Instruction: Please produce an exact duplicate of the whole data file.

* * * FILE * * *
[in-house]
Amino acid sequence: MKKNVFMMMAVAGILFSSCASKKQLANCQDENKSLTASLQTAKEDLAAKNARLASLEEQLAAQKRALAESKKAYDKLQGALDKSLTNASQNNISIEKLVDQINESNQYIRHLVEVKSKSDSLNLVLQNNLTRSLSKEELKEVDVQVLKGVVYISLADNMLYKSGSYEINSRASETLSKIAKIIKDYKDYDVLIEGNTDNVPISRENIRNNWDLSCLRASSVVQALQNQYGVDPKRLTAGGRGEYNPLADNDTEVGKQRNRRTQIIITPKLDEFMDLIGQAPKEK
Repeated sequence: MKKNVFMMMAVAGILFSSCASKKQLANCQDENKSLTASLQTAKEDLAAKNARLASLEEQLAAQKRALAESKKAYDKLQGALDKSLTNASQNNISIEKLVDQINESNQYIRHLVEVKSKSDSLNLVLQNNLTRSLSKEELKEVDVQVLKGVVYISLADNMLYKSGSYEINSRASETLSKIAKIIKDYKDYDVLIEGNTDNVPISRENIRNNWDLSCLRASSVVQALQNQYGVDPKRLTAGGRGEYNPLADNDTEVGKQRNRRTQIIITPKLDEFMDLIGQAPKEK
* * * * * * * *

[in-house]
Amino acid sequence: MKKNVFMMMAVAGILFSSCASKKQLANCQDENKSLTASLQTAKEDLAAKNARLASLEEQLAAQKRALAESKKAYDKLQGALDKSLTNASQNNISIEKLVDQINESNQYIRHLVEVKSKSDSLNLVLQNNLTRSLSKEELKEVDVQVLKGVVYISLADNMLYKSGSYEINSRASETLSKIAKIIKDYKDYDVLIEGNTDNVPISRENIRNNWDLSCLRASSVVQALQNQYGVDPKRLTAGGRGEYNPLADNDTEVGKQRNRRTQIIITPKLDEFMDLIGQAPKEK
Repeated sequence: MKKNVFMMMAVAGILFSSCASKKQLANCQDENKSLTASLQTAKEDLAAKNARLASLEEQLAAQKRALAESKKAYDKLQGALDKSLTNASQNNISIEKLVDQINESNQYIRHLVEVKSKSDSLNLVLQNNLTRSLSKEELKEVDVQVLKGVVYISLADNMLYKSGSYEINSRASETLSKIAKIIKDYKDYDVLIEGNTDNVPISRENIRNNWDLSCLRASSVVQALQNQYGVDPKRLTAGGRGEYNPLADNDTEVGKQRNRRTQIIITPKLDEFMDLIGQAPKEK